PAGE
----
To her astonishment, her periods went back to normal and her skin problems disappeared. This story made me thankful I use an electric percolator with metal parts. No plastic tubing for me!
It certainly does raise another concern though! How much chronic disease are we dealing with because of exposures like this?
Photo credits: pixabay
Lice season is here again. Actually, there isn’t an official lice season, but these little buggers are more prevalent in warmer months.
Lice outbreaks are common and it’s one of those things that happen in other families until it happens to your child. Like when my son was scratching his head, and it started to be a habit. I said, “Get over here and let me look at your head.” I was thinking dandruff, dry scalp — what I saw was an actual louse! A bug in my son’s hair.
It creeped me out! I was instantly itching everywhere!
So once you learn your child has lice, then what do you do? I’ll tell you, now, that you will have all kinds of advice shooting your direction.
The easy answer is to buy the special shampoo or other product designed to get rid of lice and be sure to read the directions. Most of them have you use it once and then follow up with a second application about 10 days later. That’s to kill off any of the newly hatched nits that weren’t killed as eggs with the first washing.
But what about school? Can kids go to school with head lice? That answer is not always as clear. It may depend on your child’s school’s policy. The American Academy of Pediatrics has recently updated their stance, saying kids should still attend school and camp even if infested with lice. They say that by the time your child has symptoms, they’ve already been infested for about a month.
If you learn your child has head lice, first of all don’t over react, or you’ll make them feel like they did something wrong. I’ve seen children so ashamed because they had lice, it makes me wonder if people still think it’s because you’re dirty.
It’s not. It’s because you have blood and hair and were near some of these nasty little creatures.
Another misconception is that head lice jump or fly, and they do neither. Plus they don’t carry disease of any kind (body lice do). Preschoolers have the best chance of getting them because they are making close contact, sharing a nap mat and such things.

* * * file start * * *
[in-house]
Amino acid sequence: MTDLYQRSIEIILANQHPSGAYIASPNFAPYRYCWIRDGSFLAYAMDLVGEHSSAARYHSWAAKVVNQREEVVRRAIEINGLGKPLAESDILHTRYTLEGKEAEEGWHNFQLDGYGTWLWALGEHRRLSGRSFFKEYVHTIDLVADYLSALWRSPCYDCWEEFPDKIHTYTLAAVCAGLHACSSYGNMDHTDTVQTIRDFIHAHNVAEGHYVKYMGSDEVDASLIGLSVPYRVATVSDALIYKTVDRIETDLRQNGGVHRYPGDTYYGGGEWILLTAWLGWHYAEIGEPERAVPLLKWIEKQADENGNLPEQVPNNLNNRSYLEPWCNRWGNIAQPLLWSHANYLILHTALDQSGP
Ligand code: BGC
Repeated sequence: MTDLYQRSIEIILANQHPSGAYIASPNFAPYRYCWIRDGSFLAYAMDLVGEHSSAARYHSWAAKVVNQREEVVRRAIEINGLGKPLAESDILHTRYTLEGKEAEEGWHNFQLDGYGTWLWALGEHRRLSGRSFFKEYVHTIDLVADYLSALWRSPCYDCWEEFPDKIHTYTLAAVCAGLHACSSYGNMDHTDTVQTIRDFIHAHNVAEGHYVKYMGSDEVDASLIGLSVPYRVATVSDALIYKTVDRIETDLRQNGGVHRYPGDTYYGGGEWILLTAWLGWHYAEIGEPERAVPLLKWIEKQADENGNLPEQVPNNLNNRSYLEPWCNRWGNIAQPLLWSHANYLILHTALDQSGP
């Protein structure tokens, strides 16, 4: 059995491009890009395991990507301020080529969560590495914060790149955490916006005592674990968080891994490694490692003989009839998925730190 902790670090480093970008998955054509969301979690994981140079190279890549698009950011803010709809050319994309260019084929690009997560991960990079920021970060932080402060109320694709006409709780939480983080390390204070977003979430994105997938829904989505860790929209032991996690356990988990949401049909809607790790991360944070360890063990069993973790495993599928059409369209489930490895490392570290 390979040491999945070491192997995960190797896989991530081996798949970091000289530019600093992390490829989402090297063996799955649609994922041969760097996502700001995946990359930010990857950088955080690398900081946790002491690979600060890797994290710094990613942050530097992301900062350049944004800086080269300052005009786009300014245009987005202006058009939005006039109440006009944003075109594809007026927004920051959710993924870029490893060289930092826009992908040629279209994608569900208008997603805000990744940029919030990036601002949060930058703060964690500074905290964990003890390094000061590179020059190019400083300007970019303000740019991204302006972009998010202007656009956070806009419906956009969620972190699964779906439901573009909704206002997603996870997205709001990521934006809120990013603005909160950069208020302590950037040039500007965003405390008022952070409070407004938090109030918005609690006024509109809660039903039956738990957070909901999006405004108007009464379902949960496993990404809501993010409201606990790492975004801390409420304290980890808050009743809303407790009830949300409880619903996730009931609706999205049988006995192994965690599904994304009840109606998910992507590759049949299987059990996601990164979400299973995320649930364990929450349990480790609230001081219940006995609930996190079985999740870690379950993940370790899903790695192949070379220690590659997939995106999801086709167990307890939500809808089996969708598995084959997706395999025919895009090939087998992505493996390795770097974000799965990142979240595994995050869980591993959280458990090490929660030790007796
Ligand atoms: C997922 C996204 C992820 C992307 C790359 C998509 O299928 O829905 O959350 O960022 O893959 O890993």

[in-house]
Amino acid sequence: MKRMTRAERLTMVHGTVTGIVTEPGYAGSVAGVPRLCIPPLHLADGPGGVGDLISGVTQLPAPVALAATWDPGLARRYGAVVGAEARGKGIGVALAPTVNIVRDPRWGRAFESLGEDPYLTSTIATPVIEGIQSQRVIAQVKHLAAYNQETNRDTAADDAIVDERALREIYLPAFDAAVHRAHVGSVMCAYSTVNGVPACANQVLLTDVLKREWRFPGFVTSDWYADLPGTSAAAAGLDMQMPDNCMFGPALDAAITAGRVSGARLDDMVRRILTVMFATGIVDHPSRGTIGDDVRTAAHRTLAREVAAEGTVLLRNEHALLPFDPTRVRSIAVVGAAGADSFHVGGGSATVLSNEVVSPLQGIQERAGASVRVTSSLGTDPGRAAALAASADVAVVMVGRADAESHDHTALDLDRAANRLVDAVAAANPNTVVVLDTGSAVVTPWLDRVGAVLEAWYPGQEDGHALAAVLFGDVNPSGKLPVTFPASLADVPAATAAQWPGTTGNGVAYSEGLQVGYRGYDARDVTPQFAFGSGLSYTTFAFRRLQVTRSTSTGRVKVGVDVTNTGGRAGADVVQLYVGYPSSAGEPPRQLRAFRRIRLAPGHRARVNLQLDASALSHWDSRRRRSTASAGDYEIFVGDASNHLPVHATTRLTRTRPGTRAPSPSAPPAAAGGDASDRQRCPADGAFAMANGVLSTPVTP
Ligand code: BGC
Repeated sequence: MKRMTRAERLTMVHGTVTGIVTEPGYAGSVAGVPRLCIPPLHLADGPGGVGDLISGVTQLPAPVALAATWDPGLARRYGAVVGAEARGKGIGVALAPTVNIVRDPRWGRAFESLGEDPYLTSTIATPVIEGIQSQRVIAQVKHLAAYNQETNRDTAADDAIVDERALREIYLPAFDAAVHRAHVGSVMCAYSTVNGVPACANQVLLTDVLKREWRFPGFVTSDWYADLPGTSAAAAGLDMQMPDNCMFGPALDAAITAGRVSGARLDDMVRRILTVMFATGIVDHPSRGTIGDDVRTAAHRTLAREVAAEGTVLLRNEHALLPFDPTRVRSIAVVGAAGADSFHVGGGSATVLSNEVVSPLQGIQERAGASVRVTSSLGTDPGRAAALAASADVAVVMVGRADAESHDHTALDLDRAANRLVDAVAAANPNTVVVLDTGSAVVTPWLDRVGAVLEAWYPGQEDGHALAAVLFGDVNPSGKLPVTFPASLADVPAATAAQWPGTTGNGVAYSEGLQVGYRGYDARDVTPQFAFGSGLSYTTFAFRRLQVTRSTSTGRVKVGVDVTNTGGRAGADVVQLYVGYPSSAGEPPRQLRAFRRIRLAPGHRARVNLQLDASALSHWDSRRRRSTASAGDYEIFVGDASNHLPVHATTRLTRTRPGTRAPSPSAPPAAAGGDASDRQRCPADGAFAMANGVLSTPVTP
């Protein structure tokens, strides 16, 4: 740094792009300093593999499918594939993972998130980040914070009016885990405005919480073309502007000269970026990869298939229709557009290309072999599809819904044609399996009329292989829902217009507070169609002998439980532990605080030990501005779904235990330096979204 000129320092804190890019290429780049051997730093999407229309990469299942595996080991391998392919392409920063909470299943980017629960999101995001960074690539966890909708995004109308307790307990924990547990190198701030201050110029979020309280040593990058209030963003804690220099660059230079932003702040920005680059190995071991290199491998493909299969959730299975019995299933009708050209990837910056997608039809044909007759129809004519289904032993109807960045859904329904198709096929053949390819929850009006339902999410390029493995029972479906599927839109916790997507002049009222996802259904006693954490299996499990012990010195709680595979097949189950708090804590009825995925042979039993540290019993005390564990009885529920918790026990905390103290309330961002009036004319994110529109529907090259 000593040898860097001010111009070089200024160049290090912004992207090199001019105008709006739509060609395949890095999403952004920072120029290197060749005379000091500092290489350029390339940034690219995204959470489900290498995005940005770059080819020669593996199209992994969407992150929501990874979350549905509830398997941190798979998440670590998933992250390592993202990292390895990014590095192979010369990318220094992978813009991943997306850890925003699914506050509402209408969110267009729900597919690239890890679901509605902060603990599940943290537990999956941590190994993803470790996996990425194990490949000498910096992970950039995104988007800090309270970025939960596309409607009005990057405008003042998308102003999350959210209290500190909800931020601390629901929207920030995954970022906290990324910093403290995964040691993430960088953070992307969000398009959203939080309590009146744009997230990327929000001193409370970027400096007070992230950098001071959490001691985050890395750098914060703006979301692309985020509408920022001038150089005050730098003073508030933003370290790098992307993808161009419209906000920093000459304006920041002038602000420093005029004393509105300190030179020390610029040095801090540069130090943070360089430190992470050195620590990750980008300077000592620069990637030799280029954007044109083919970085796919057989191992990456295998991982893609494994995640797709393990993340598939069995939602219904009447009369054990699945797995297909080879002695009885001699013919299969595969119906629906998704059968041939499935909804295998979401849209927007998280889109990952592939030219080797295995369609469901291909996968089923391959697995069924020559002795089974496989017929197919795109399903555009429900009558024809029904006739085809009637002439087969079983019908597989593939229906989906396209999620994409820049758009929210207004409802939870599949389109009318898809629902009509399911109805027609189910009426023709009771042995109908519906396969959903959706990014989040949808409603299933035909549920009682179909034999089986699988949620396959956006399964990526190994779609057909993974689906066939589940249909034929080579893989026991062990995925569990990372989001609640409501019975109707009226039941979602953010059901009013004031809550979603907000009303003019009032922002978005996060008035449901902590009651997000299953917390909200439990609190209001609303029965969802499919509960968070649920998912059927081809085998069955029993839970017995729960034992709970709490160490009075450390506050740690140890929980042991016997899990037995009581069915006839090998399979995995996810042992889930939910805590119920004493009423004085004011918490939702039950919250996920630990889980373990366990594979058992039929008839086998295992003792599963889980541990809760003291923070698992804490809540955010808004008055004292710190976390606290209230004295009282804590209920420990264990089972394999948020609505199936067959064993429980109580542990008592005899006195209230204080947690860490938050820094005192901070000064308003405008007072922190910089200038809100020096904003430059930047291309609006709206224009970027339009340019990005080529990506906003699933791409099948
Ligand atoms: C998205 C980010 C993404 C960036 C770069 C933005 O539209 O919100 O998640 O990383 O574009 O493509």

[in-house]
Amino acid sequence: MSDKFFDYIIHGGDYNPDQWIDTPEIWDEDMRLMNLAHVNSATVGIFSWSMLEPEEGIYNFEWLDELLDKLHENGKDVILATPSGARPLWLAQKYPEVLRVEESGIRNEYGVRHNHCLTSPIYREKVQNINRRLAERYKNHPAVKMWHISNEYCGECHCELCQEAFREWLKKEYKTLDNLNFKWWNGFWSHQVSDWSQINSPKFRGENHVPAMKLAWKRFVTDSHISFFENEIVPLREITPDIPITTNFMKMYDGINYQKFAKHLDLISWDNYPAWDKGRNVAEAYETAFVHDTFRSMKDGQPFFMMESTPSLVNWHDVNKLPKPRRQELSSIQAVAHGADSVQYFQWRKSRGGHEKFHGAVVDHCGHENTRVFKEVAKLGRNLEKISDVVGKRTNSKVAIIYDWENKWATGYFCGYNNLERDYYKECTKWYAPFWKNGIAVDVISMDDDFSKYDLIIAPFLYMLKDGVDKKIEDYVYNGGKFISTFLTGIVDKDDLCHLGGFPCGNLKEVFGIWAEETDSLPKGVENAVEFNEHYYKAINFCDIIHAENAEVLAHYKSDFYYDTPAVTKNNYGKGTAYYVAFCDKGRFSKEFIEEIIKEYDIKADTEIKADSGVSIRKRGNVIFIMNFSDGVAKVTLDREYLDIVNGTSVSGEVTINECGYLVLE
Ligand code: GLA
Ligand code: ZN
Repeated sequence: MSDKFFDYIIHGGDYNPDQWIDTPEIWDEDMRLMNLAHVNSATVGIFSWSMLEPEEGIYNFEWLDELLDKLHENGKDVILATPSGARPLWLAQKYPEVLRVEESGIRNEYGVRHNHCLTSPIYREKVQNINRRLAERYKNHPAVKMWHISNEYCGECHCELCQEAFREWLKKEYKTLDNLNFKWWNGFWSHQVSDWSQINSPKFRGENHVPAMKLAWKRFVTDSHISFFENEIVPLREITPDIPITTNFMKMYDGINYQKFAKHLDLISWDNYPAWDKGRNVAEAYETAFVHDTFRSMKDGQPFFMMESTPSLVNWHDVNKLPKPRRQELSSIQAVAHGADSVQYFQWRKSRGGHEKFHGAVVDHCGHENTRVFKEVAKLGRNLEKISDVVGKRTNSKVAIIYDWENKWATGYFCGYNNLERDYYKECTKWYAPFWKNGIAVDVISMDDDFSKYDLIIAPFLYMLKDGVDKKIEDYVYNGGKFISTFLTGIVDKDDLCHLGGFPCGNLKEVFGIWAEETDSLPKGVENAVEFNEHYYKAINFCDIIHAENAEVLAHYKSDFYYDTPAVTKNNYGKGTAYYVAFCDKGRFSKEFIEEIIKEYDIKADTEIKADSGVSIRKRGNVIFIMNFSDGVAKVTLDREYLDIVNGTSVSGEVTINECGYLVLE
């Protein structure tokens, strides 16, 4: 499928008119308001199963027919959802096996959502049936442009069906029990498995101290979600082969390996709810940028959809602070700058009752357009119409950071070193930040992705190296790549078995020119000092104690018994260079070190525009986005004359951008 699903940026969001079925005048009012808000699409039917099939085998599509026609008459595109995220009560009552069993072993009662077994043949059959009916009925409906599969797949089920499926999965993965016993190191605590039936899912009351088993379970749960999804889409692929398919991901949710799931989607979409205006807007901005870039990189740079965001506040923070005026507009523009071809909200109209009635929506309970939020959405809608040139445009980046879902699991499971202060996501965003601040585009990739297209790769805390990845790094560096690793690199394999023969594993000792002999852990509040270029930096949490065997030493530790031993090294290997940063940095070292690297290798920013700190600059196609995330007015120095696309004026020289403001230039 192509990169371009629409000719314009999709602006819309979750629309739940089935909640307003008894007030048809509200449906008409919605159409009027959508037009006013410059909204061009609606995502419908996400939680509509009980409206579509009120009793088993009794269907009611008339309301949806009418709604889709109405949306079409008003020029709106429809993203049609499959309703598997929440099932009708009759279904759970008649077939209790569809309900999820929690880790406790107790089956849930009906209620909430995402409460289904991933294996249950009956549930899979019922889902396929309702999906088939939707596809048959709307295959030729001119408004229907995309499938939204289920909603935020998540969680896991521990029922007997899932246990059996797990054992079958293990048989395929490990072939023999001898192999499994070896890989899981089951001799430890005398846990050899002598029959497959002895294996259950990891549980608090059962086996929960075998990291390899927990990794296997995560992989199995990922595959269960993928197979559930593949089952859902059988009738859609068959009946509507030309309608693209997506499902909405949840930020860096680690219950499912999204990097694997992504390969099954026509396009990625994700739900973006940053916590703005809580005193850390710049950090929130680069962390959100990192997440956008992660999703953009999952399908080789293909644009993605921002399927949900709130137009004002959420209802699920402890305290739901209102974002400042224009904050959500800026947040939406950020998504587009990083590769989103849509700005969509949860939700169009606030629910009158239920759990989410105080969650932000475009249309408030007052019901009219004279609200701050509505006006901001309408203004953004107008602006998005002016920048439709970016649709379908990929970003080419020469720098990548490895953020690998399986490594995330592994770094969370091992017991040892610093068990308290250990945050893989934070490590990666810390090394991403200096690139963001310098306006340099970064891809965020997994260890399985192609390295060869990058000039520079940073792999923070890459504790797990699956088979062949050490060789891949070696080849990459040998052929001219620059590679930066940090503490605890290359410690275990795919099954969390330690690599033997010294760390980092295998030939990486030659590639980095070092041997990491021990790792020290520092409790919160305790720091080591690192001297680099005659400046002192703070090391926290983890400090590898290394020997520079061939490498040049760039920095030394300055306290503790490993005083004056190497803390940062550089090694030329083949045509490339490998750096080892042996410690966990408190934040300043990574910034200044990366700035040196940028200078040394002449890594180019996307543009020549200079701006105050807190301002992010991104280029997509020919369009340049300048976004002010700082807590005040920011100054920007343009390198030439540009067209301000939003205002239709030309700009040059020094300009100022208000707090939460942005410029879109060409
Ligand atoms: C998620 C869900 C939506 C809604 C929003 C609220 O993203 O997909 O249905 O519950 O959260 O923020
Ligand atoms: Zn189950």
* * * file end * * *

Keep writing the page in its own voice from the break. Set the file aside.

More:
Older kids, if they are in close quarters are also susceptible, but tell your kids not to try on other people’s hats, share combs, brushes or hair accessories, etc. However, the most important activity you can teach your kids to avoid during lice season is head to head contact.
Head lice can be hard to get rid of; you just have to be vigilant. And the thicker your child’s hair, the more challenging it can be.
Photo credits: Gilles San Martin
Recently, Kelly Clarkson showed up on American Idol as a mentor to this year’s contestants. I had seen pictures of her recently, and read some of the stir about her weight gain and even some of the mean-spirited comments.
Yes, she’s heavier since her daughter River was born, but as she worked with the Idol contestants, for me anyway, all the weight stuff disappeared, as her bubbly, down-to-earth personality came through and with it, I just saw Kelly, not how much she weighs.
Kelly Clarkson was the first American Idol winner. Hard to believe, but that was 13 years ago. When she appeared on the Ellen DeGeneres Show, she talked about the ongoing criticism about her weight.
She said, “I love how people think that’s new. Like welcome to the past 13 years.” She went on to tell Ellen that the criticism started when she was an Idol contestant back in 2002. Even though she wasn’t big, she was the biggest girl on Idol so people called her big even then.
If you want to talk about big, I suggest we talk about Kelly Clarkson’s heart. While she has learned to let comments about her size roll off her back, she said, “I think what hurts my feelings for people is that I’ll have a meet and greet after the show and a girl who’s like bigger than me will be in the meet and greet and be like, ‘Wow, if they think you’re big I must be so fat to them.’ And it’s like, you’re just who you are. We are who we are — whatever size. And it doesn’t mean that we’re gonna be that forever.”
She went on to talk about her fluctuating size and how it depended somewhat on her mood. “I’m such a creative person that I yoyo. So sometimes I’m more fit and I get into kickboxing hardcore. And then sometimes I don’t and I’m like … I’d rather have wine.”
That comment received a large round of applause, and then Ellen presented her with a gift that could serve as a diaper bag and wine dispenser. One side dispensed red wine and the other white. The joke lightened the mood.
Now if everyone else could just lighten up and appreciate this talented young woman and mother for who she is.
Photo credits: KCFCGermany4
I’ve lost friends to breast cancer. We are reminded regularly of the importance of catching this disease early.
This is especially true of triple negative breast cancer which is one of four subtypes of breast cancer. It tests negative for estrogen receptors (ER), progesterone receptors (PR), and HER2 (HER2-). It does not respond to certain hormonal therapies which can help women with other forms of breast cancer.
A new report based on nationwide data and published in the Journal of the National Cancer Institute and co-authored by the American Association of Central Cancer Registries, the American Cancer Society, the Centers for Disease Control and Prevention, and the National Cancer Institute at the National Institutes of Health offers information that could help doctors identify which patients are at most risk for each type of breast cancer as well as which treatments may be most effective.